This article is about information governance (IG). Trust me.
I’ve been reading, thinking, and talking to smart folk about the future of automated vehicles—artificial intelligence (AI) robots transporting humans and other stuff. With the upcoming elections, there’s been lots of talk about jobs, jobs, jobs—talk about employment but not employability. I live in Madison, Wisconsin, and our unemployment rate is under four percent; yet, there are pockets of unemployable people. Furthermore, our clients are seeing the "boomer retirement boom"—as in explosion, as in a devastating, destructive force. When 30% to 75% of your experience and intellectual know-how walks out the door and onto a fishing boat, it’s more than a bit disconcerting and disruptive.
That gets me to the first bit of IG—capturing process knowledge and codifying it in a system; automate processes so fewer people can get the job done. There's nothing new here, except that the issue will be exacerbated by a shrinking workforce and demand for knowledge workers that will drive up staff costs and force innovation: Think knowledge management, process reengineering, and technology.
My 27-year-old, technology guru nephew and I were wandering through many topics while hiking in the hills above Burbank a few weeks ago, and I mentioned the boomer retirement boom. I gave the example of the shortage of long-haul truckers and its potential impact on the economy. Sam laughed while pointing out that long-haul trucks would be the first to be automated. Of course! No falling asleep at the wheel, driving at an optimally efficient speed, 24 hours a day, in caravans of 10 or more trucks to optimize drafting, all on superhighways that are often nearly empty. It makes perfect sense—good for the planet, safer than human drivers, better use of assets—so a total win-win.
Sam is a millennial, as are my two kids. Millennials aren’t car buyers—they don’t want to own cars. They want a car to pick them up and deliver them to their destination and don’t care if it’s Uber or an autonomous Chrysler/Google Pacifica. As my daughter, Liz, says, “My friends and I are chill with our cars. If we can’t bike, we take whatever car is around.”
"But Sam," I said, "What about the legal issues? Insurance? Who’s at fault if a self-driving car turns the wrong way onto a freeway and kills the passenger (and robot)?" His answer: "What happens when a drunk turns the wrong way on a freeway and kills himself?" Issues will need to be resolved, and the nascent industry is already at work, applying big data analysis and risk assessments.
For example, insurance companies saw a 50% drop in side collisions with a limited introduction of side sensors on cars. Big data can provide the information needed to assess the benefits and risks to insurers, riders, and owners. Google, Uber, and car companies will drive the pooling of data, and probably the pooling of money, to offset potential claims from self-driving incidents. (Google has had one accident in over three million logged autonomous miles.)
Drunk driving will become a problem documented in history books, but drunk passengers passed out in the back seats of automated Ubers will not. What’s the social benefit trade-off between a rare, autonomous accident and drunk driving? I’ve now killed off two job classes: long-haul trucker and cab/Uber driver—don’t get me started on 3D printing.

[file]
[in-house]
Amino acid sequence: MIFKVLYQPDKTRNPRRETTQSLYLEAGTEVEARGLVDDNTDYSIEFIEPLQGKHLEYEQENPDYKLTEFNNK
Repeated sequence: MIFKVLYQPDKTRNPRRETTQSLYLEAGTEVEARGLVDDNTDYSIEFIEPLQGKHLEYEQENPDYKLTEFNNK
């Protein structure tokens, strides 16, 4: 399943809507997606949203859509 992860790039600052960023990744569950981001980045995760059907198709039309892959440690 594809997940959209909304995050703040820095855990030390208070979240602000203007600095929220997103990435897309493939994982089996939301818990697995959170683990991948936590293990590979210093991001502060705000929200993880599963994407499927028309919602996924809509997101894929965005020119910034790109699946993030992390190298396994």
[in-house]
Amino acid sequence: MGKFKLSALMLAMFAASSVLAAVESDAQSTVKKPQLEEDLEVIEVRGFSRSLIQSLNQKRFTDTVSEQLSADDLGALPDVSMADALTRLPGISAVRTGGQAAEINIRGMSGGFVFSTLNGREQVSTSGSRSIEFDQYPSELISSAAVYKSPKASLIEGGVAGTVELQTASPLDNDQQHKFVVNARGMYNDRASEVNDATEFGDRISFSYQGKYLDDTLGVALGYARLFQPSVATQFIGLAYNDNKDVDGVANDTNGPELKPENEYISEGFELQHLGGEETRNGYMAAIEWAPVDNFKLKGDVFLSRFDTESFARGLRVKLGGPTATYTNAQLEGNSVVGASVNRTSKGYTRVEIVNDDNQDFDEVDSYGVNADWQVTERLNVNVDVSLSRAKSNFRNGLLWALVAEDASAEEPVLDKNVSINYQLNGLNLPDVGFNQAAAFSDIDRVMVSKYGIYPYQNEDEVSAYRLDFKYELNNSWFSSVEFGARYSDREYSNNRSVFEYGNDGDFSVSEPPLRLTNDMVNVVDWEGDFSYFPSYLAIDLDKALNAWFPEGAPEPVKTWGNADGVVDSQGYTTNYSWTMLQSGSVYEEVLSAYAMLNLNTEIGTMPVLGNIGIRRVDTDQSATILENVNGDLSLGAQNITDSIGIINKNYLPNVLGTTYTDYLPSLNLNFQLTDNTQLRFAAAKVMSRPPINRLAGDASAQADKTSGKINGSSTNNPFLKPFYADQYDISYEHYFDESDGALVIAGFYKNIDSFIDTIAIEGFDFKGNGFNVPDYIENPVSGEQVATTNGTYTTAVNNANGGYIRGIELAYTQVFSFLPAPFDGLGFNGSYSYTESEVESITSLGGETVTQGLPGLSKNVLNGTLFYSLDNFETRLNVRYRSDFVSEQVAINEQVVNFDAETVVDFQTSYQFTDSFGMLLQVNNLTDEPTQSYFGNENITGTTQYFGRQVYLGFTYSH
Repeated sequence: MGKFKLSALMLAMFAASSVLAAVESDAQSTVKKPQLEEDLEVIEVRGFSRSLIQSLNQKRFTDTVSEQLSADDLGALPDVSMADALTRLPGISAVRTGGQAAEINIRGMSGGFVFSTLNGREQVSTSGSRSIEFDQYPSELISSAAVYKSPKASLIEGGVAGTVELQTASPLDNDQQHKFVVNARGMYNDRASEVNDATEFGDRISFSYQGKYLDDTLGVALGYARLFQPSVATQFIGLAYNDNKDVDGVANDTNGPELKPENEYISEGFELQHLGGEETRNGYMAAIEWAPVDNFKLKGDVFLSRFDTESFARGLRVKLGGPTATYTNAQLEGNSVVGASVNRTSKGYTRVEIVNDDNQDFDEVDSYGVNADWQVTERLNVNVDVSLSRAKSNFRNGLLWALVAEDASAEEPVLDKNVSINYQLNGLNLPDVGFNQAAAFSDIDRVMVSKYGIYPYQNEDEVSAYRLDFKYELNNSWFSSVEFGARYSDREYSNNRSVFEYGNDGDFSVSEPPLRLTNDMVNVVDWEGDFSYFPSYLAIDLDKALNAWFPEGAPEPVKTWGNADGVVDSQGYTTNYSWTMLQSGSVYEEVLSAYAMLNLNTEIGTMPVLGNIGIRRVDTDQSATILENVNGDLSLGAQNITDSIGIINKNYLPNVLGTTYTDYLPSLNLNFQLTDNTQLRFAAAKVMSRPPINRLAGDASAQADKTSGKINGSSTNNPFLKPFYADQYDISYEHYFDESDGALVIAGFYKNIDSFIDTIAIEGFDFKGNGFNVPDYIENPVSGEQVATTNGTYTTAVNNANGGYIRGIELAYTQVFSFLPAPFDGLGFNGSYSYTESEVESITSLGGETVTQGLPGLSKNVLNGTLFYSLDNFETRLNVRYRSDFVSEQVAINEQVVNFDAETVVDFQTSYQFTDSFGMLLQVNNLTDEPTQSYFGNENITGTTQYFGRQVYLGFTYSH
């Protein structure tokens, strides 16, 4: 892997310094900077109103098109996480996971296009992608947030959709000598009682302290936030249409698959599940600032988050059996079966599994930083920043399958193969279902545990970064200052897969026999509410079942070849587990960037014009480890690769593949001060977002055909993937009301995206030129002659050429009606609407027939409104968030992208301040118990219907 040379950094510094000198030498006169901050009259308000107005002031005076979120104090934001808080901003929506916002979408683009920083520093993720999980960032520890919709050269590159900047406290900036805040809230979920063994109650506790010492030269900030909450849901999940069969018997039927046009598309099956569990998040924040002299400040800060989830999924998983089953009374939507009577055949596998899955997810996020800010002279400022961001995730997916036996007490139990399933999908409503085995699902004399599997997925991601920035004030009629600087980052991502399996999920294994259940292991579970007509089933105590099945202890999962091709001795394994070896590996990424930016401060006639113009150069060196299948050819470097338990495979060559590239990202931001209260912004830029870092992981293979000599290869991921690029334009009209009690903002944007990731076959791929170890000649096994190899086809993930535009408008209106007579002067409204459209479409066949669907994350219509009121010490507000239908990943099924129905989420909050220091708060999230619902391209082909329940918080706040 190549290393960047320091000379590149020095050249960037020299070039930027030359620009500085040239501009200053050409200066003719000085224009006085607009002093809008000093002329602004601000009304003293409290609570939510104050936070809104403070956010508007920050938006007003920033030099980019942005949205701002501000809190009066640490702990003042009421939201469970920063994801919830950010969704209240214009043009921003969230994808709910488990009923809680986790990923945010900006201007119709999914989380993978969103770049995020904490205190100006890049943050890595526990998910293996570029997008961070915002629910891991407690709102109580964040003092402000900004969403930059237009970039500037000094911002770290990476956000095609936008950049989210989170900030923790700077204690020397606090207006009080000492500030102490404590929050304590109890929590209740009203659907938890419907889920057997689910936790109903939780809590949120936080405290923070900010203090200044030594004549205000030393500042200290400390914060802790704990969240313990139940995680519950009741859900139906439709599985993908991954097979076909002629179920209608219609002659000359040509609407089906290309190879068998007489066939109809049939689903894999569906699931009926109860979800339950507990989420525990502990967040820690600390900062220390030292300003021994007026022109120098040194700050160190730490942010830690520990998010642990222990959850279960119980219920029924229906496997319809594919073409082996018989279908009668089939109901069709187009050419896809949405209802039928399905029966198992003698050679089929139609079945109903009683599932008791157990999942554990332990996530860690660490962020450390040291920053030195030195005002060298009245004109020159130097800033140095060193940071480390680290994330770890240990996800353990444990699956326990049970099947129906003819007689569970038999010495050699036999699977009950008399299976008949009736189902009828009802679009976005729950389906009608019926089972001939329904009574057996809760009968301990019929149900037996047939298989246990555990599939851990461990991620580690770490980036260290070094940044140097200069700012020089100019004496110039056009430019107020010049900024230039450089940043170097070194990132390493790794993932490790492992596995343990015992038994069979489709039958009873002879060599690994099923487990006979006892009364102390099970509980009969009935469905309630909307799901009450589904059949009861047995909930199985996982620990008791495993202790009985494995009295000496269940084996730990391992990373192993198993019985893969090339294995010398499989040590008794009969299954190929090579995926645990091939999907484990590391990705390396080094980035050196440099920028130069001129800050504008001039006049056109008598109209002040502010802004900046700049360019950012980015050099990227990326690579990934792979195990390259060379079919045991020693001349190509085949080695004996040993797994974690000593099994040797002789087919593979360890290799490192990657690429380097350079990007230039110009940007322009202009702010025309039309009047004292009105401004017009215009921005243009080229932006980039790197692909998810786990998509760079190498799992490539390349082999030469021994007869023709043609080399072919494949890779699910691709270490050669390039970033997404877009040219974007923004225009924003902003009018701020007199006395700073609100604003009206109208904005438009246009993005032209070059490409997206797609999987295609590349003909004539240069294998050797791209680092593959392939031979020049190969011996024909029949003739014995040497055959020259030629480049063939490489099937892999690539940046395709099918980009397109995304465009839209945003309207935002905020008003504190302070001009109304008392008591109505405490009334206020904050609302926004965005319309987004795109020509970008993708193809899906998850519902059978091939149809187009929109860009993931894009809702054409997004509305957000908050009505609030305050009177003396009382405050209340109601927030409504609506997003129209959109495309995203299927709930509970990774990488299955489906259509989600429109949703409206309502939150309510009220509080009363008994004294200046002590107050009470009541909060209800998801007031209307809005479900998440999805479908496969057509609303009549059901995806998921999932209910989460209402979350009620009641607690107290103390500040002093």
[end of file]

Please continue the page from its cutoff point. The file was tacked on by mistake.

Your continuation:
Bob Lutz, the former chief executive officer (CEO) of GM, expects there to be autonomous, electric vehicles that will be powered by induction rails embedded in main road arteries of cities and major thoroughfares, massively extending the range of electric vehicles and allowing for small batteries with just enough power to get from home to highway (i.e., cheap cars). Wait! If autonomous cars don’t get into accidents, can I make them smaller but roomier? Lighter? With smaller motors? Fewer airbags, no steering wheel, or cruise control? Did I just put half of the remaining auto industry workers out of jobs?
The big data implications of autonomous vehicle use becomes pretty obvious when the industry ramps up from a handful of test cars to millions of semi-autonomous (currently shipping cars with adaptive cruise control) and fully autonomous AI vehicles. There is no guarantee of employment—only employability, and that is up to the individual and a society that understands the need for re-training (or new training?) into industries that will survive the de-industrial revolution.
Information technology sectors are screaming for trained and qualified workers. Not every coal miner or auto worker can become a security expert or network technician, but many can and will. Training for the white-collar jobs, vacated by boomers, will require new information models to match qualifications to jobs not in just a city or state but across regions and countries.
So, we’re really talking about disruption, aren’t we? Jobs, transportation, the "American Dream," societal tsunami waves. Isn’t IG about managing disruption? If there were no disruptions, would we care about all the digital and physical information objects we have lying about? If there were no risk of a discovery action or a open records request, would we really invest in IG? Efficiency surely is a reason to clean up our digital landfills, but it doesn’t resonate in the echo chamber of glass-lined hallways like a $10M e-discovery invoice or $100M adverse court ruling.
IG takes people—trained people, IT people, a new breed of records managers trained in IT disciplines, data, and risk analysis, and we boomers are heading for the hills and cruise ships. It’s an opportunity to mine the ranks of the disrupted for folks who would love a new career in the burgeoning field of IG. There ain’t enough millennials to go around, so we in the industry will need to look outside our traditional box to find the next generation of IG professionals. Work the disruption to our advantage. What do think? Tweet or email me.